While episodes are promoted by the OpenInfra Foundation, the global community has the opportunity to program, host and participate in an OpenInfra Live episode. Submissions are continuing to be collected here, so if you have an open infrastructure story you’d like to share, let us know

All episodes of OpenInfra Live are available on YouTube.

OpenInfra Summit

The first OpenInfra Summit since the Shanghai event in November of 2019 was held in Berlin, Germany in June 2022, gathering over 800 attendees from 65+ different countries to discuss 30+ open source projects. In addition, to use cases from users like Bloomberg, Ant Group, BBC, Volvo and more, there were several announcements made in Berlin: 

  • The OpenInfra Foundation announced its new Directed Fund model
  • Bloomberg and Vexxhost became the OpenInfra Foundation’s newest Gold Members. Bloomberg is a global finance, media and technology company that has been an active contributor to and user of OpenStack since 2013. Vexxhost is a Canadian cloud computing provider offering OpenStack-powered public cloud, private cloud and consulting services to its customers in over 150 countries.
  • OVHCloud and Ant Group tied to win this year’s Superuser Award for large-scale deployment of OpenStack, and innovative use of Kata Containers to reduce carbon emissions, respectively. 
  • The Zuul community celebrated the 10th anniversary of the release of its open source continuous integration (CI) project gating software designed to help developers stop merging broken code. Volvo, BMW, and Workday were among the organizations in attendance that shared their production use cases at the Summit.

Summit videos are available on the Summit videos page. Thank you to our Summit sponsors for supporting the event!

Learn more about the open source users, collaborative sessions and vendor announcements from the 2022 OpenInfra Summit on Superuser.  

Project Teams Gathering (PTG)

This year, we held two Project Team Gatherings (PTG), one in April and the other in October.

The April PTG had a total of 349 registered attendees and 36 teams across the OpenInfra community participated. We welcomed StarlingX, the Edge Computing Group and the Diversity & Inclusion WG in addition to a large subset of OpenStack service teams and Special Interest Groups (SIGs). Many of our pilot projects opted to focus on the OpenInfra Summit and Forum instead of holding discussions at the PTG this time, but we still had excellent representation and turnout. Many of the OpenStack teams focused on what they were implementing for the Zed release having recently wrapped up the Yoga release in March. 

The second virtual PTG  was an even larger success than the previous, having had a new charge of energy following the Berlin OpenInfra Summit. The reported attendance from track moderators showed over 600 people attending the 46 teams that hosted meetings. Those teams were distributed across Foundation level working groups, OpenStack Teams, StarlingX, Kata Containers and even had a repeat appearance from the Kubernetes folks.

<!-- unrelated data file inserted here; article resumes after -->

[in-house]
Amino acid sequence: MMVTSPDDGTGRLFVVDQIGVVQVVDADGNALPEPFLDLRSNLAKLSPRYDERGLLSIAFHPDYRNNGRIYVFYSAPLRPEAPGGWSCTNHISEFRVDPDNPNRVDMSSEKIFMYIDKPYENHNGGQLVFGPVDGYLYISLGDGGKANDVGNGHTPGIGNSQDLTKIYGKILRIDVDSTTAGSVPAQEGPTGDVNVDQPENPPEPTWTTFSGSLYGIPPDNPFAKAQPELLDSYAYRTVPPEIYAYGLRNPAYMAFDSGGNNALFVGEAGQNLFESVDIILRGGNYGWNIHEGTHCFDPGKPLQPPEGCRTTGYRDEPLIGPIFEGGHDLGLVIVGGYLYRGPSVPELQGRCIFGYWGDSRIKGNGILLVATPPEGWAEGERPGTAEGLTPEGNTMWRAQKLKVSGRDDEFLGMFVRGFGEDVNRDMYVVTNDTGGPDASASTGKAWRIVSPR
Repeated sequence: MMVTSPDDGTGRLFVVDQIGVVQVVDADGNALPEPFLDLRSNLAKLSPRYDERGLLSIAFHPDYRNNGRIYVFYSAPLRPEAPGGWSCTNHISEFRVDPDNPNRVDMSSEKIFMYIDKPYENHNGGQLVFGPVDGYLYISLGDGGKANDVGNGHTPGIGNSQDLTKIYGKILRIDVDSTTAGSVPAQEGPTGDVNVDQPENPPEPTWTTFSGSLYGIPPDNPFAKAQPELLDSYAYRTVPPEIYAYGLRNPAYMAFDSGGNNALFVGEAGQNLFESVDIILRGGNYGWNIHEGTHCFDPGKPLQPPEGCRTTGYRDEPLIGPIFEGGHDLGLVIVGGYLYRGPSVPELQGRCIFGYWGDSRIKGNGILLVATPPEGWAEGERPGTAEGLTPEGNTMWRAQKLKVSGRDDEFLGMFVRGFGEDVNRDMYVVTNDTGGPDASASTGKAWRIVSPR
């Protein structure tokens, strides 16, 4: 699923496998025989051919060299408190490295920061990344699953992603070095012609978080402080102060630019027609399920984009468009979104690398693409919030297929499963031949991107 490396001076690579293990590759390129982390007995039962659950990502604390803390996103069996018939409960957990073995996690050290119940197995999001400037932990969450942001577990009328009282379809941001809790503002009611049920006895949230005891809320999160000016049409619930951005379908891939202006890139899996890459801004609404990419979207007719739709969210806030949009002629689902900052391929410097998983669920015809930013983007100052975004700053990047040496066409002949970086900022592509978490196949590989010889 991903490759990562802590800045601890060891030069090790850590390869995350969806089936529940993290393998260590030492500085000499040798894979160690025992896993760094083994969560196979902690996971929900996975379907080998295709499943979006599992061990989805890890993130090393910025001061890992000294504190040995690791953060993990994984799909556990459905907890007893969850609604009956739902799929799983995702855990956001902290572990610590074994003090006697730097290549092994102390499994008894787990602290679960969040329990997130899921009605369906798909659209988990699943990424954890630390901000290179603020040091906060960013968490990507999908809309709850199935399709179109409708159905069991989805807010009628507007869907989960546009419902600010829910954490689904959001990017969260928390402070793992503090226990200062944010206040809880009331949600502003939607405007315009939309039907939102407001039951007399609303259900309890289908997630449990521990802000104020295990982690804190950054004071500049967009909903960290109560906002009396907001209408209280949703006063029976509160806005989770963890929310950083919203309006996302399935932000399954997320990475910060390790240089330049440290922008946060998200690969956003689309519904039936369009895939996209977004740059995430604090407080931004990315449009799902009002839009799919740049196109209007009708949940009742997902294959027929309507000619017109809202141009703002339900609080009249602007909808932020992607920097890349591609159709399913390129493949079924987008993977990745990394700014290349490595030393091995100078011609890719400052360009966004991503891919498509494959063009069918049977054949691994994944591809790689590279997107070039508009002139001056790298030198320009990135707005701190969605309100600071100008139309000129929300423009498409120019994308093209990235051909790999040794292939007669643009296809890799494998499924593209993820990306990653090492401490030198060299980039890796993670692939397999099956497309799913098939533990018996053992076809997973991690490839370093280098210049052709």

One new feature of the second PTG was the introduction of operator hours. This effort was organized by the Technical Committee with influence from the OpenStack Operators to get more operator feedback directly to the projects about how new features might be implemented to give the best user experience to OpenStack users and operators. 17 hours of operator hours took place over the week of the PTG and were carefully scheduled to minimize overlap so that operators and users could attend them all. Most operator hours were for the main OpenStack services like Cinder, Glance, Keystone and Nova but there was a healthy variety outside of the usual suspects as well like Skyline, OpenStack Ansible and the Baremetal SIG. The OpenStack Technical Committee hopes to organize more sessions like this in the future to further close the feedback loop and unite developers and users and operators together into a more cohesive and inclusive community.

OpenInfra Days & Cloud Operator Days

OpenInfra Days are one or two-day regional events organized by the local community and supported by the OpenInfra Foundation to include project workshops, upstream training and booths from the local ecosystem. These events continue to be an excellent touchstone for the community to engage with our ecosystem and to gather local open source developers and users to collaborate, share use cases and support the OpenInfra projects.

Several communities hosted virtual, in-person and hybrid events this year, spanning across the globe, including:

A rising trend we saw throughout 2022 was for OpenInfra Day organizers to partner with parallel open source communities to create cross-community collaborations such as OpenInfra, Cloud Native, Magma & Hyperledger Days India 2022.

The OpenInfra Foundation supported and sponsored each of these events. Overall, the events drew over 85,000 attendees.

OpenInfra Special Interest Groups (SIGs) & Working Groups

Large Scale SIG

The OpenStack Large Scale SIG is an open group of OpenStack large deployments operators interested in sharing their operational experience. The Large Scale SIG provides opportunities for discussion and produces documentation to help the next generation of OpenStack users reach massive scale in their deployments.